Jay Cronley: Can I have your attention, please?
BY JAY CRONLEY World Staff Columnist
Friday, February 01, 2013
2/01/13 at 3:50 AM
Attention spans are shrinking.
The shrinkage could be proportionate to the decline of civility, among other valued things.
University professors report that some students have difficulty retaining information from one paragraph to the next. Short books are assigned for reading projects in college because so few students can stay with anything longer.
Some have attention spans that are too short for even one-syllable words, u c.
Wait for it: A professor of psychology at Stanford had a bright idea in the late 1960s.
It was to test instant gratification among children, ages four and five.
Then the professor had a brighter idea, which was to follow up on the lives of those being tested.
The test is an example of the simplicity of genius.
There were no winners, no losers - just treats.
The researchers put some children in a room, one at a time, with the assurance of good things to come: A marshmallow, a cookie and a pretzel stick were placed in front of each child. The child could eat the favored treat immediately, end of story. Or the boy or girl could wait a while and get another treat when the researcher came back into the room in about 15 minutes.
It became known as the marshmallow test.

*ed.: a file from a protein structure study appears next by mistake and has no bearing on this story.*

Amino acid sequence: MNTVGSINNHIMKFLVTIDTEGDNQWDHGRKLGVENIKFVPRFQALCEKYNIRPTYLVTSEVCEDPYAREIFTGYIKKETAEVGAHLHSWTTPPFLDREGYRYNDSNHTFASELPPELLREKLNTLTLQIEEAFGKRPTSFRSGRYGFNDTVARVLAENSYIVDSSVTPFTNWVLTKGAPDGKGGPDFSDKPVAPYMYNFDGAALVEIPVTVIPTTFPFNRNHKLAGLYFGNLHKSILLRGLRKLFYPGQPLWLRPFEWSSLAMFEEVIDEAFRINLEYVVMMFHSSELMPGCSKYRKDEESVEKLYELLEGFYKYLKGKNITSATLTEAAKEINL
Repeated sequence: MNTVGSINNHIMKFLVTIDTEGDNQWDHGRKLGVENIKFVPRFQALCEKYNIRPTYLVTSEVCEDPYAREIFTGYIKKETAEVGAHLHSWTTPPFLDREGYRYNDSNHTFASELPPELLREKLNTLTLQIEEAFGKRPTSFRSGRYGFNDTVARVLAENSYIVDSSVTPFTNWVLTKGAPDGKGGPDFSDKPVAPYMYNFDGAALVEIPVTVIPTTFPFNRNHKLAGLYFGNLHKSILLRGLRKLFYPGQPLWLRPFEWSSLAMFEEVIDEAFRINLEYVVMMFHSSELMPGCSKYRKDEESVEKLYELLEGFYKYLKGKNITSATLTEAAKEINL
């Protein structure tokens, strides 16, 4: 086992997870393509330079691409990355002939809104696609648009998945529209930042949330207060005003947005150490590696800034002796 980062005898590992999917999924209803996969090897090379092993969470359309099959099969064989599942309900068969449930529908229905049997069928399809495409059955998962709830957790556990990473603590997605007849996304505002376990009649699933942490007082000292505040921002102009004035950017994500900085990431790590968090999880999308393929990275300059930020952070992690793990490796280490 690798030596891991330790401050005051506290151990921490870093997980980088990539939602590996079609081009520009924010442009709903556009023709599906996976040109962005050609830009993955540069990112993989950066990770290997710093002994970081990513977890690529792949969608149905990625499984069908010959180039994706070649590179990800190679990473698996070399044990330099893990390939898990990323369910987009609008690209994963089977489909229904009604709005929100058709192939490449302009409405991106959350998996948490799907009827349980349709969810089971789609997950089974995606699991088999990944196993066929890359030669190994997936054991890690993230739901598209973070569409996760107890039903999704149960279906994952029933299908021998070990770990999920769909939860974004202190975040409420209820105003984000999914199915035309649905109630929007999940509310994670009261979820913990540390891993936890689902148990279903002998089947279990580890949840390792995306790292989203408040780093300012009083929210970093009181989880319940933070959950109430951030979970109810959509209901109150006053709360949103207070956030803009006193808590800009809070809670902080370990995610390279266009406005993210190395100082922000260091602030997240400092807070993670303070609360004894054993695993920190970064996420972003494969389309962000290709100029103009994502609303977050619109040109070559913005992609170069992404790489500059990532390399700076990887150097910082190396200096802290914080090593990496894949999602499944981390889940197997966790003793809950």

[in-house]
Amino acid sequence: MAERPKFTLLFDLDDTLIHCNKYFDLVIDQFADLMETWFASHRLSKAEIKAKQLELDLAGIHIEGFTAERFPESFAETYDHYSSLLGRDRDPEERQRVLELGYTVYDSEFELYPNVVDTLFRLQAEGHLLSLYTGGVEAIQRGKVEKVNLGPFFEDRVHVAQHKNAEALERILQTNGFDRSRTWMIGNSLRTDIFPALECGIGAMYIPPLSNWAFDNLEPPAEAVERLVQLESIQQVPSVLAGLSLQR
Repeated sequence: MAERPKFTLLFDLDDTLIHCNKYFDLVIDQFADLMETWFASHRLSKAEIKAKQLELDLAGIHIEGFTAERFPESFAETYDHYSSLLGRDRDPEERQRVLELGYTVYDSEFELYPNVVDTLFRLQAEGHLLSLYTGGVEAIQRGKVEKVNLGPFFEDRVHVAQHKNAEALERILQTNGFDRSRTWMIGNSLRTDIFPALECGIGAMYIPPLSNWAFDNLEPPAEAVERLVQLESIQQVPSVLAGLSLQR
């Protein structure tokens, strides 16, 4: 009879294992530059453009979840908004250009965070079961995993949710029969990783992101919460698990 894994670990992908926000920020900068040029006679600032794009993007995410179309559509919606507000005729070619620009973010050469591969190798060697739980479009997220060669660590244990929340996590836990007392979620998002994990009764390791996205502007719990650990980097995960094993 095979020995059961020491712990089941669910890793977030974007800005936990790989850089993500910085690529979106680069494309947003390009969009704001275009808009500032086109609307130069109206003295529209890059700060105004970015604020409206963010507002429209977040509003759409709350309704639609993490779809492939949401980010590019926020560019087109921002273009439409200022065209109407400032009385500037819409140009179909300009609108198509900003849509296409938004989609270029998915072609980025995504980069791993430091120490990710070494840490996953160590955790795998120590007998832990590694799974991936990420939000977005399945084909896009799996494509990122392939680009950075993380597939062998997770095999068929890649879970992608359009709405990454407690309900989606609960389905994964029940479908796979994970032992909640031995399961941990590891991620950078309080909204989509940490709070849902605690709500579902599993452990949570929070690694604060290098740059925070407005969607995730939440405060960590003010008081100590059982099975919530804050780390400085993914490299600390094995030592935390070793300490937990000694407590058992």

Delaying gratification was a struggle for most of the kids.
One girl moved her chair to a corner so she couldn't see her marshmallow. A boy banged on the table. A girl pulled at her pigtails. Another girl played with the marshmallow like it was a stuffed animal. One boy looked around the room to make sure nobody was there, took his cookie apart, licked out the middle and replaced the outside pieces.
He's probably the CEO of a major corporation.
Thirty percent of the children were able to wait for the second treat. Of those who gobbled down their treats right off, some were obviously hungry. Some came from environments where trust was lacking.
But the 30 percent who were able to think a new way and avoid instant gratification scored markedly higher on SAT scores and were more successful financially and socially.
All-excess pass: Many lives today are deep into unnecessary excess: trending, tweeting, sending texts, scanning, skimming, lying, cheating, following, gossiping, bullying, abbreviating.
This suggestion has only the best intentions.
Please get your heads out of those screens full of garbage while you still have most of your brains left to use for thinking and creating.
Original Print Headline: Sense is virtually lost cause